The New York Timesleads with the sabotage of two major Iraqi oil pipelines that have forced the country to shut down most of its exports. Repairs are expected to take a week or two, and Iraq could lose about $1 billion in revenues. The Wall Street Journal worldwide news box and Los Angeles Times' top national spot go with an emerging custody battle over Saddam Hussein. Iraq's prime minister called for the U.S. to hand over control of all detainees, including Saddam, by June 30. President Bush said the U.S. will do that when Iraq is good and ready, explaining, "I just want to make sure that when sovereignty is transferred, Saddam Hussein stays in jail." The Washington Post leads with the U.S.—or at least Paul Bremer—floating at least a symbolic compromise. "If they ask for him, we'll turn him over," said Bremer, who added, "legal custody and physical custody can be two separate things." USA Todayleads with Fed chief Alan Greenspan saying that with inflation under control, interest rates will probably rise gradually. His comments came as new inflation numbers were released: While consumer prices jumped .6 percent, the core rate of inflation—which factors out energy and food costs—rose a modest .2 percent. Just about everybody viewed that as cause for celebration; bonds had their biggest gains in three years. The only exception is the NYT, which gives the numbers panicky play: "CONSUMER PRICES SURGE AT FASTEST RATE IN 3 YEARS."
The NYT's lead flags another ominous Iraq development: Six Shiite truck drivers delivering supplies to the Fallujah brigade were killed over the weekend by Sunni militants in town. Shiites marched yesterday in Sadr city demanding retribution. "They are starting an old feud, a sectarian feud," said one Shiite tribal leader. "We now demand blood from the residents of Fallujah for our innocent sons."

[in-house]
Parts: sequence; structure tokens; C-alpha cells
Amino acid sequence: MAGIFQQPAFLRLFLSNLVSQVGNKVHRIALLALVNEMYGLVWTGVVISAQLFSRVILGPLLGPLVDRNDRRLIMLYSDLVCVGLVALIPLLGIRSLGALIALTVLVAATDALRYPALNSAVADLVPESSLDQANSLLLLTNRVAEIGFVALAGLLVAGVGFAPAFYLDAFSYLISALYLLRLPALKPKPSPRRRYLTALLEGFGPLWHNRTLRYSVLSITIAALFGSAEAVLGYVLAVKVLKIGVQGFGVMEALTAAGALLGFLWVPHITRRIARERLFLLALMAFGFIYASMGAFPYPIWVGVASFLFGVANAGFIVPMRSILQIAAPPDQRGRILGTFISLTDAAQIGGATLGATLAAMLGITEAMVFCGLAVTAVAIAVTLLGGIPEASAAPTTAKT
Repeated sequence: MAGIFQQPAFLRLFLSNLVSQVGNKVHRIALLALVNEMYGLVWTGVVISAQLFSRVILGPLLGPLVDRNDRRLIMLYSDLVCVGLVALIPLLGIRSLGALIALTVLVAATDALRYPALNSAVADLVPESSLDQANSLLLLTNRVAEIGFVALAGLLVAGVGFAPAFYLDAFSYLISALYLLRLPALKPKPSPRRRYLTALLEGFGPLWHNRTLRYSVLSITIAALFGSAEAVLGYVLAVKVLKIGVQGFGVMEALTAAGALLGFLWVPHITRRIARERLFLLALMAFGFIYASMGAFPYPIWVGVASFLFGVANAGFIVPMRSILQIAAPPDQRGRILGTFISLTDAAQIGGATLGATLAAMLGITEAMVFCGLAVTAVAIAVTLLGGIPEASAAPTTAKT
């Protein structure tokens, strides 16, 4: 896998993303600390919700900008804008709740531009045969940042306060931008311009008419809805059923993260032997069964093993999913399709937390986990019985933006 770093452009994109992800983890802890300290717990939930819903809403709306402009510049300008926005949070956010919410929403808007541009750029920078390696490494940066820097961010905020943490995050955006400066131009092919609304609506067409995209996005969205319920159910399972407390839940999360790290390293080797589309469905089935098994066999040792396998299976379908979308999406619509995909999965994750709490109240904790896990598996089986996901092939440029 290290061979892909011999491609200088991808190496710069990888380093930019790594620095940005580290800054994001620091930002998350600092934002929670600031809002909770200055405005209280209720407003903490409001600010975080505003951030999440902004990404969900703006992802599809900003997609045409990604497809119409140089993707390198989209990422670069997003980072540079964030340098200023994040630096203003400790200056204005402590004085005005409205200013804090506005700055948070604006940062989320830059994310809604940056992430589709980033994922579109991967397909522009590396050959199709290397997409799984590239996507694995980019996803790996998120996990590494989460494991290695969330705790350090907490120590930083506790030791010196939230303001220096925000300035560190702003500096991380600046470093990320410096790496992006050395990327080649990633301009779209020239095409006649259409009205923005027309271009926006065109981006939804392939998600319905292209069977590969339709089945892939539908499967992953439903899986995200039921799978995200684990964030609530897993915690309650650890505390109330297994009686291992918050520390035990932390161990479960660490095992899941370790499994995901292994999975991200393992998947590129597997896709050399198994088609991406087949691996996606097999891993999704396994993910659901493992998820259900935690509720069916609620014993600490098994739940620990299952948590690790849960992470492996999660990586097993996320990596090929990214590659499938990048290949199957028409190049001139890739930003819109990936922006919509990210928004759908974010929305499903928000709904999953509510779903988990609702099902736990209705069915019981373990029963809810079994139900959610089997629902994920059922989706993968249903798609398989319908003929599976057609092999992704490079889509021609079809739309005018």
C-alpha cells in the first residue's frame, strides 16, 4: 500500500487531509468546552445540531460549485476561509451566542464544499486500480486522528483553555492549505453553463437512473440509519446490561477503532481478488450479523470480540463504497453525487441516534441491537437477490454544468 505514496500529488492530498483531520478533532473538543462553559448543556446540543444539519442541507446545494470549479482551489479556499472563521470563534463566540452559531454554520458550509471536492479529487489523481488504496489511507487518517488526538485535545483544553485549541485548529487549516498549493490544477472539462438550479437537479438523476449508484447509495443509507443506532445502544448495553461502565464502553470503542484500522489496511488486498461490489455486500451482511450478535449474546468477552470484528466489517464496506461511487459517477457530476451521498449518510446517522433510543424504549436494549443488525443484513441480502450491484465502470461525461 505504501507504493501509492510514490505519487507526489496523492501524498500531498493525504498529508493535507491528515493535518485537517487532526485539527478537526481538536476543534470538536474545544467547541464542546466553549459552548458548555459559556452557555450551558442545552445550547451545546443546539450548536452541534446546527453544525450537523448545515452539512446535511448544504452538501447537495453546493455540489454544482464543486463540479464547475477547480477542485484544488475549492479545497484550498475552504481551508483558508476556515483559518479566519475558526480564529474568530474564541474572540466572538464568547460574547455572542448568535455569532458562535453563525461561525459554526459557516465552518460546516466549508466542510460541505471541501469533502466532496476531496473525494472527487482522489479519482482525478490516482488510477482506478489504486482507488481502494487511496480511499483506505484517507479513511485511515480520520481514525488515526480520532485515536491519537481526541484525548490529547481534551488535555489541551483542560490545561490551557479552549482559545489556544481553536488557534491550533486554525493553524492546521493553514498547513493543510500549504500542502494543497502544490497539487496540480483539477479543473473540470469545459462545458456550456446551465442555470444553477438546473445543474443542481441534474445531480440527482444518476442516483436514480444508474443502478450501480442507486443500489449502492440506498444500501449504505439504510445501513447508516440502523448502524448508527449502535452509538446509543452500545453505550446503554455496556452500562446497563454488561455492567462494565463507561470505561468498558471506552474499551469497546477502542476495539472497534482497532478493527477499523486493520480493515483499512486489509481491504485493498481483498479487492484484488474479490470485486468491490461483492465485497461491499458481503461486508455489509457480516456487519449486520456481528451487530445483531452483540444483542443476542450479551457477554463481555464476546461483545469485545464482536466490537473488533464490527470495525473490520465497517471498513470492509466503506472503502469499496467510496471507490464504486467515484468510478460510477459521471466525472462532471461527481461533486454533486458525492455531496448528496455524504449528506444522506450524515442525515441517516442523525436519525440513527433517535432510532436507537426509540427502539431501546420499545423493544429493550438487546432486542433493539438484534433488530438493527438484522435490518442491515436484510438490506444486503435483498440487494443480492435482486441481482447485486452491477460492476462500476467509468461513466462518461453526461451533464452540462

A piece inside the Post emphasizes that Bush endorsed the notion of letting renegade cleric Muqtada Sadr into politics. Though the Post doesn't mention it, Bremer recently issued an order banning Sadr from the ring.
Everybody mentions that at least four foreign contractors were killed in an attack on a convoy near Baghdad's airport. Also, a small-town police chief was assassinated, and a car bomb exploded near Hilla, killing one Iraqi. And according to early morning reports, a top Iraqi oil exec has been killed.
The Post mentions inside that President Bush formally nominated four-star Gen. George Casey to replace three-star Gen. Ricardo Sanchez as top commander in Iraq. Casey, the WP says, is well-regarded by both military folk and diplomats. Meanwhile, TP is curious why nobody is following up on the U.S. News & World Report story disclosing a memo showing that Sanchez himself ordered a prisoner taken off the rolls and hidden from the Red Cross. Could it be at least partly a case of NRIMBY: Not Reported In My Backyard?
The LAT fronts an interview with Sean Baker, a National Guardsman who was beaten by fellow soldiers at Gitmo while posing as an uncooperative prisoner. The assault caused brain damage, something the military at first denied. Also, the beating was apparently videotaped, but the recording lost. Anyway, all this has been reported before. The story was first broken by a Kentucky TV station that interviewed Baker last month. But with the exception of NYT columnist Nicholas Kristof, the papers have basically ignored the story. (Part of it is that Baker hasn't been giving interviews.)
Everybody notes that Saudi militants aired video of an American hostage and threatened to kill him in three days unless some of their fellow fighters are released.
Citing Spanish media reports, the Post says on Page One that a Spanish investigating judge is getting ready to charge about a dozen militants already in custody with helping to organize 9/11.
Everybody mentions that Israeli prosecutors have dropped their bribery case against Prime Minster Sharon for lack of evidence. Meanwhile, the Journal emphasizes that Israel said it's moving toward building thousands more homes in the West Bank—a move that keeps with Sharon's plan to evacuate Gaza but keep large chunks of the West Bank.
The NYT fronts the 9/11 commission's conclusion that the Pentagon's air command, NORAD, was, as the Times puts it, "disastrously unprepared for a major terrorist strike on American soil." The commission apparently believes that NORAD bungled the opportunity to shoot down at least one of the jetliners. Long ago, TP founder Scott Shuger made just that point. Shuger died two years ago this week; he is still missed.